We read that West Virginia strip miners are now boycotting the State of Tennessee in retaliation for Senator Lamar Alexander’s support for new federal legislation that would ban mountain top removal. Some angry miners have cancelled planned vacations at Dollywood. Now do they really want to piss Dolly Parton off? I sure wouldn’t.
All of this got me thinking about how to respond. One the hand, it shows just how much hostility can be visited on someone who has come out against mountain top removal, especially when it’s someone who has been a long-time supporter of the coal industry as the Republican senator from Tennessee.
But clearly, the plan has backfired, as this story has been reported in the New York Times, the Washington Post and many other major news outlets. Most people don’t realize that we still allow strip mining, and that in clear violation of the Federal Clean Water Act companies like Massey Energy routinely blow off the tops of mountains and dump them into the creeks and store the toxic waste and sludge behind dams that would be illegal even for your household garbage. I wonder what Massey Energy’s CEO Don Blankinship, the largest producer of Appalachian coal, thinks about all of this. Usually he prefers to keep a low profile, not wanting to bring any attention to how he gets the coal and how he runs the state of West Virginia with an iron fist.
Some environmentalists have responded by urging tourists to visit Tennessee and show support for the State’s position on banning mountain top removal. I think this is a good idea, but I might even have a better one. How about visiting the coal fields of West Virginia as an eco tourist? What better way to show your support for the mountains is there then to visit them before they are blown up? This would be better than a boycott of West Virginia tourism, and after all, it’s not the tourists who are blowing up the mountains. They could come by Larry Gibbson’s place and see the strip mine that used to be Kayford Mountain. Larry has had thousands of visitors come up and sign his registration book. You could also drop by the Whitesville office of Coal River Mountain Watch and talk to visit Judy Bonds or Lorelei Scarborough or one of the many other local residents who are standing up to Big Coal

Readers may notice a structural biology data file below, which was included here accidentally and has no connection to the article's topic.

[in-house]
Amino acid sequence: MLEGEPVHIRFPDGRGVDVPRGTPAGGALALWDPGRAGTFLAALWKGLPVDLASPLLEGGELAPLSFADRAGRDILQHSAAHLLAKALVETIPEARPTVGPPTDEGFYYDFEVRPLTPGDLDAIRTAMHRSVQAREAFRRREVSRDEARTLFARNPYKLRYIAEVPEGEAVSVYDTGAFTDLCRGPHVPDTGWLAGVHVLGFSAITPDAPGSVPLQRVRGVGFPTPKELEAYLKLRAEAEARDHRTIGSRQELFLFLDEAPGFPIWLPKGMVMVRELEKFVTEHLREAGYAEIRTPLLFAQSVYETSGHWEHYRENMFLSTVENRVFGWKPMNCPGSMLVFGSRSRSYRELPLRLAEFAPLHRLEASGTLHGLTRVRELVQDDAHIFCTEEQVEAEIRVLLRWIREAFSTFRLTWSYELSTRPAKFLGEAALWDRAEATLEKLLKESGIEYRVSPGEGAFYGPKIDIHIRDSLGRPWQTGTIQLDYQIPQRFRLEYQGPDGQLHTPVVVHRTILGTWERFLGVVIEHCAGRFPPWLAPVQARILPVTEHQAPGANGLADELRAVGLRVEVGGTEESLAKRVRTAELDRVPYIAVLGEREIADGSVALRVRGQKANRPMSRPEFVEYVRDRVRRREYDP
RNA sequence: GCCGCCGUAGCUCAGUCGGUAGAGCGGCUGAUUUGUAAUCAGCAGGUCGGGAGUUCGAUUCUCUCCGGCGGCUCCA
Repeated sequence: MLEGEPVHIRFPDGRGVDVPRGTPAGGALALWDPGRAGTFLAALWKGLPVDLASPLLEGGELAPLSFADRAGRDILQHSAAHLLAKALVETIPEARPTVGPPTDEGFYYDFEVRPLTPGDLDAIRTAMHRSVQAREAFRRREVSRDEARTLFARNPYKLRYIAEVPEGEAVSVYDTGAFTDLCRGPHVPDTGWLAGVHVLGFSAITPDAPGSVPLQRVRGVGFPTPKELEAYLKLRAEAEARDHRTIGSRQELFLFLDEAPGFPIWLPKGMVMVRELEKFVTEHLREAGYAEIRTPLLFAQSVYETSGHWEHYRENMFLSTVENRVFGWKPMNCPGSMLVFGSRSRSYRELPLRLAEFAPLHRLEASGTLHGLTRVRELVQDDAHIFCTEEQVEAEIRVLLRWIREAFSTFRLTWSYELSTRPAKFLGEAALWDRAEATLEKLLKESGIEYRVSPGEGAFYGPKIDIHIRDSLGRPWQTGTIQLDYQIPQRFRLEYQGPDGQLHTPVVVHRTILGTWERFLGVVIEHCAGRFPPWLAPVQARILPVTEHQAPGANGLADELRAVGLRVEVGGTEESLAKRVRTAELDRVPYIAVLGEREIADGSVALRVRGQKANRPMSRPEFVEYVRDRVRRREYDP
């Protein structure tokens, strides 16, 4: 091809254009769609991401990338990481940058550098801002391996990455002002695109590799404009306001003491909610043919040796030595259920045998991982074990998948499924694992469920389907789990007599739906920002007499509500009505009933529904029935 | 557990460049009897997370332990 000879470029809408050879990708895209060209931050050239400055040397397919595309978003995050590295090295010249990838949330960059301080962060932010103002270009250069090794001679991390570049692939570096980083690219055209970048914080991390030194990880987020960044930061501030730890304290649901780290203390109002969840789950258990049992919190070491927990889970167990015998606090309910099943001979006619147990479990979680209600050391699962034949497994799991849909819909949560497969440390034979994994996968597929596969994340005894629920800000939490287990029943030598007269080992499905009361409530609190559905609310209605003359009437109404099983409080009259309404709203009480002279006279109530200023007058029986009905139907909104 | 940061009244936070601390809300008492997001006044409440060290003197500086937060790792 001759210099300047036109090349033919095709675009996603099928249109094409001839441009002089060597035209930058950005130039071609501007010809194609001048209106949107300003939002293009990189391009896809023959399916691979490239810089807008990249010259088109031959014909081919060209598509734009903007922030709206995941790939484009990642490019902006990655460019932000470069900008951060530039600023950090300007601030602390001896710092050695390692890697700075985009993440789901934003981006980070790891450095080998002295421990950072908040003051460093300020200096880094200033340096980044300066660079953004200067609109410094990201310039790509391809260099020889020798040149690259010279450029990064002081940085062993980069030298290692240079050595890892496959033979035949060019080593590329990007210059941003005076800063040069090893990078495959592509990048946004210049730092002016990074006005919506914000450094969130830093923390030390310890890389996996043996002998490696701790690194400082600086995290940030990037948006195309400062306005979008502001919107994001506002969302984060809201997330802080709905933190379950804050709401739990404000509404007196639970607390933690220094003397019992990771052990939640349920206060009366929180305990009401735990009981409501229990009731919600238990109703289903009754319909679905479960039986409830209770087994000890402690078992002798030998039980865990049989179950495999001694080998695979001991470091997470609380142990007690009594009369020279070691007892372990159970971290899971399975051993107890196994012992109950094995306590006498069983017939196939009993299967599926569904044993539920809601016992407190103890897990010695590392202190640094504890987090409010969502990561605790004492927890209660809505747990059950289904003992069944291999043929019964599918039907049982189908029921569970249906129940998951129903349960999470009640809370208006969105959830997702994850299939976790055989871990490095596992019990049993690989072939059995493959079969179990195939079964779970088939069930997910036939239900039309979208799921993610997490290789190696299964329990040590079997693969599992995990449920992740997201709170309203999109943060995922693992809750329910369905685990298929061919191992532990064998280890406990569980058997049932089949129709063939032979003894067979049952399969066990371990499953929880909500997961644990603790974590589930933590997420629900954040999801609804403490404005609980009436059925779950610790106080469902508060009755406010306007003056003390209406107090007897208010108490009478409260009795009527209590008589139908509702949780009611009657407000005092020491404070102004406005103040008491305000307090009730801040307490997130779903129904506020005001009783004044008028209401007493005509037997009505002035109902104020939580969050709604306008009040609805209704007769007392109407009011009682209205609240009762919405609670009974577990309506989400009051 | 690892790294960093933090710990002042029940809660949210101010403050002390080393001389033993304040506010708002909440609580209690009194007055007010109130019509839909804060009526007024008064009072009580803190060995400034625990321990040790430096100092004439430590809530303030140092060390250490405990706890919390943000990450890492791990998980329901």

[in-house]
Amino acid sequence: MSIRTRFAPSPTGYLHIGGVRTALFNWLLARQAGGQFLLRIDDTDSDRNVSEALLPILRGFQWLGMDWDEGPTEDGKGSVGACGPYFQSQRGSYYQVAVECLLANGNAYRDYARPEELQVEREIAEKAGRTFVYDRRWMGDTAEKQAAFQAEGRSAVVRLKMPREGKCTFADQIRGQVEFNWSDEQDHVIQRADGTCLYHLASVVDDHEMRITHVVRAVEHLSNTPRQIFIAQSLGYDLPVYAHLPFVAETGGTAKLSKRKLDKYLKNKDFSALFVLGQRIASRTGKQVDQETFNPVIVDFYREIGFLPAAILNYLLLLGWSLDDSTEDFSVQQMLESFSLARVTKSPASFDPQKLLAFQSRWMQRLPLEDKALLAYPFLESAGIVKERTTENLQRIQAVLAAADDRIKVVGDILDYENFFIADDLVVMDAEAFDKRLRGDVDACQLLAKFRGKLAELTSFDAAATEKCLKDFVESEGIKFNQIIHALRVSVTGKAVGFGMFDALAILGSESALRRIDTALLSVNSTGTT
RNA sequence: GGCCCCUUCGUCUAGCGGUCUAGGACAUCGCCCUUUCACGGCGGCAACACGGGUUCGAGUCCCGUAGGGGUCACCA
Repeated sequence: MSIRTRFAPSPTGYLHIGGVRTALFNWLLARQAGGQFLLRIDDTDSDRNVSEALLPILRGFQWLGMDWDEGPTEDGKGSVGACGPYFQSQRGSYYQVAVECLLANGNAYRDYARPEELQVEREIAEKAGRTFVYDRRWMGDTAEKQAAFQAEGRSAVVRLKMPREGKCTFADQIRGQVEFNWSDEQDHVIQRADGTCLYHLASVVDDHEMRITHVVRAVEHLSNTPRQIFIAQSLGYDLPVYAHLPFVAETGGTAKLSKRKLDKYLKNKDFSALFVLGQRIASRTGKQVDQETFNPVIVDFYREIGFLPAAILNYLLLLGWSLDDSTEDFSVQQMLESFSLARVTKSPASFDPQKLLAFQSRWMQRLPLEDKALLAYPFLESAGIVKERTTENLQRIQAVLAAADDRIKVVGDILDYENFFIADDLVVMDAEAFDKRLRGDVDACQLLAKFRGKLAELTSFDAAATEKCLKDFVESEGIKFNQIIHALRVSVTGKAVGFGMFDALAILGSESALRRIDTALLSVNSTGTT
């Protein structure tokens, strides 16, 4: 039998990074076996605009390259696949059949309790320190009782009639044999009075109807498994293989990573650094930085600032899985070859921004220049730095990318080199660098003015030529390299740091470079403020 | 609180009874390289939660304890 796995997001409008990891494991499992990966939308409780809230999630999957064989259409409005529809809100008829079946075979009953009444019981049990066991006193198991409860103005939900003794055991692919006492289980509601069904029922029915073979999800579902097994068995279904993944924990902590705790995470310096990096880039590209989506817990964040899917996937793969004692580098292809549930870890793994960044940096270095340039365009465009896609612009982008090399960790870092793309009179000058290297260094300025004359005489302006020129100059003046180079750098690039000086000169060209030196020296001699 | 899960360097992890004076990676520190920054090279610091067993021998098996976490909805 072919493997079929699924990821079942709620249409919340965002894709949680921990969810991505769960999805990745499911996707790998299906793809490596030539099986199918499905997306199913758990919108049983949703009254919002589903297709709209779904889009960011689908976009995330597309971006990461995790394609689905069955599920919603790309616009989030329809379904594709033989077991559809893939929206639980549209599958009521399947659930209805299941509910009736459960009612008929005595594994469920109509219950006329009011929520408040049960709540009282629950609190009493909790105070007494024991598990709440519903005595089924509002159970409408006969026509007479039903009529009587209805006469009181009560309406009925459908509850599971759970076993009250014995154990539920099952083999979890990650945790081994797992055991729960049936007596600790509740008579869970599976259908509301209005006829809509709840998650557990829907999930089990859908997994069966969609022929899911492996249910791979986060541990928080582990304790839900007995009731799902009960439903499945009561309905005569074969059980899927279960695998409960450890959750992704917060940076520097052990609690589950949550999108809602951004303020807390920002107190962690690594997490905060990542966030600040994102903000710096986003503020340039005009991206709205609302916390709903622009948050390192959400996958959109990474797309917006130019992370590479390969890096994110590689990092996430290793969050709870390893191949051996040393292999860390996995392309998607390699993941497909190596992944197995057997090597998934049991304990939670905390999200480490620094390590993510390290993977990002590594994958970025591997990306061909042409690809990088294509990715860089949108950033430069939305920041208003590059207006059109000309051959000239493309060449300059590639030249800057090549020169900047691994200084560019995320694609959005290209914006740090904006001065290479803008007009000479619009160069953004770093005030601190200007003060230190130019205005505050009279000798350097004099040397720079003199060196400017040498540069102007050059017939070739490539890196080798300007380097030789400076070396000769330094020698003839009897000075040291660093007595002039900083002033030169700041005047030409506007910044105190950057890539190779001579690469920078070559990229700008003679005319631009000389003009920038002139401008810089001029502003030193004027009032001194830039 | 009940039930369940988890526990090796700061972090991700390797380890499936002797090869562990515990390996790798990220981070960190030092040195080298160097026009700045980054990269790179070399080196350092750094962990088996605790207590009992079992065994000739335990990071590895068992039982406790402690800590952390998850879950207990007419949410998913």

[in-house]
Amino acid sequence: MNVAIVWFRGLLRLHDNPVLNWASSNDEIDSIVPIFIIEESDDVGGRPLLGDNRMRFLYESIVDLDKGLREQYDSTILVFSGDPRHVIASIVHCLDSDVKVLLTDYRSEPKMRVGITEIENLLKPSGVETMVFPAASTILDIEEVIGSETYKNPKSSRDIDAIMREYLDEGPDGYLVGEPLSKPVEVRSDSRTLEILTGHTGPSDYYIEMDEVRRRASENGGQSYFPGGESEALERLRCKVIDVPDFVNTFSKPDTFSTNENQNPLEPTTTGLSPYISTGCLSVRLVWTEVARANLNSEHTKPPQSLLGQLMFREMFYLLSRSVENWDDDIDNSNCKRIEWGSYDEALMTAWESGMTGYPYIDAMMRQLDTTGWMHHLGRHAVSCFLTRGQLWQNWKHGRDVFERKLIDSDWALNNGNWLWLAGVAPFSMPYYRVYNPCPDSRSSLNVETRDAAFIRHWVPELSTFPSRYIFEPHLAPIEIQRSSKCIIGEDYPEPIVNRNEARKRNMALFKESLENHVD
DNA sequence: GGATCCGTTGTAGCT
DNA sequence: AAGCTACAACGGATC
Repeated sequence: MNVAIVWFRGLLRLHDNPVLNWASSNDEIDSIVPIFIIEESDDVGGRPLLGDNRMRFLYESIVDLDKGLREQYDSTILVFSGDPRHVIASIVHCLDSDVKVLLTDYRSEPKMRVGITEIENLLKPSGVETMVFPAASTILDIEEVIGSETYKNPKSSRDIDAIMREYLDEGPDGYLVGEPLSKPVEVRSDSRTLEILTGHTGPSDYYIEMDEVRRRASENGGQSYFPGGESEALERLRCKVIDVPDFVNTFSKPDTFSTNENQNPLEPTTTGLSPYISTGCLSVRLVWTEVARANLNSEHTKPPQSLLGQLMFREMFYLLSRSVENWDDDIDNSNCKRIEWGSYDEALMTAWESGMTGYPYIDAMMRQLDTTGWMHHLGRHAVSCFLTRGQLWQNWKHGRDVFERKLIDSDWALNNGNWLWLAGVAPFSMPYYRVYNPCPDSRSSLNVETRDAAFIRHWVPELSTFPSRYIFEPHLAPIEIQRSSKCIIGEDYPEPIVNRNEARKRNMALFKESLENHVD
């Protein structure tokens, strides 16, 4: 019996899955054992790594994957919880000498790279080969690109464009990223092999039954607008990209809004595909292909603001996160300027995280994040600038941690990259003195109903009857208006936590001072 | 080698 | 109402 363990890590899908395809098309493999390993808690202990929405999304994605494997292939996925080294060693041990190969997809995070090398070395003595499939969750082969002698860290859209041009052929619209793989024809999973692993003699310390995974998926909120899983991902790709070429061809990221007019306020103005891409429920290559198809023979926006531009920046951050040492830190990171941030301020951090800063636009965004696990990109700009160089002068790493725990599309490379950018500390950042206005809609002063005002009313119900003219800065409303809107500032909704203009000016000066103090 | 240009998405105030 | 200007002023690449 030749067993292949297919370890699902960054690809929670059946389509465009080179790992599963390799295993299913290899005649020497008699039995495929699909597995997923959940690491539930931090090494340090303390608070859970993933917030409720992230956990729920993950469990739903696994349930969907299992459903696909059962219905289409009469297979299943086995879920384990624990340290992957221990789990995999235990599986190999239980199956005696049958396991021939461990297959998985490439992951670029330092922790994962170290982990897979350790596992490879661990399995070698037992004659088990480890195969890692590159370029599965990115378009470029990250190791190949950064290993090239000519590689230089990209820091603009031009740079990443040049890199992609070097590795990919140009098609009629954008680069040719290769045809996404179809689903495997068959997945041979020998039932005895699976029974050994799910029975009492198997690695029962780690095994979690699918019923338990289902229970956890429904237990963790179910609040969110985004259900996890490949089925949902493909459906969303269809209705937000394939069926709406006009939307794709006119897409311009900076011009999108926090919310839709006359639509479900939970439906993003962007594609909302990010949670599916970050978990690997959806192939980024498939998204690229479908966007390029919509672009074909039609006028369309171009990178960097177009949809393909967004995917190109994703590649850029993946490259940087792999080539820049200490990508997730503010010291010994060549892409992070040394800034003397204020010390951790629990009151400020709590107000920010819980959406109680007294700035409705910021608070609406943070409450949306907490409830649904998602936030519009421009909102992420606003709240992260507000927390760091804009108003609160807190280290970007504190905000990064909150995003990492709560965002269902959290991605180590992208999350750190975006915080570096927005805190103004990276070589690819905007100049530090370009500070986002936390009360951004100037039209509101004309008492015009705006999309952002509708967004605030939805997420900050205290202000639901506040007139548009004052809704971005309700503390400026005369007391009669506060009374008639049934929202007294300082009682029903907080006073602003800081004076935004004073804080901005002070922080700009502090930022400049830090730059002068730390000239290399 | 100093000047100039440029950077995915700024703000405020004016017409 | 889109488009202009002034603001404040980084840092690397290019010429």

I’m serious about this. Once you see mountain top removal up close and personal I’ll guarantee you that you’ll never see West Virginia, electricity or coal in the same way again. I’d even wager that you will do what most people do when confronting this horror for the first time: you shake your fist at those machines that are destroying the future of West Virginia, and any hope of addressing the climate change crisis. Coal state senators are dooming any chance of addressing climate change because the coal industry will never let a bill pass that does not satisfy their insatiable appetite for more coal and bigger profits.
If we want to end the century long rule of coal in Appalachia, we will have to confront the biggest companies in the mountains where they operate. We will need to let the people of West Virginia know that we stand with them in their efforts to save their communities and the world’s oldest and most biologically diverse temperate ecosystem. We need to show the corrupt West Virginia politicians that the whole world is watching them as they ignore the laws of the United States of America and their responsibilities to future generations.
By visiting West Virginia you can not only learn about the history of this forgotten region, you can make some of your own. You can help to create a new future for a region that is threatened with extinction. And you can still hike in the forest, run a wild river and maybe even catch a fish.
What are you waiting for?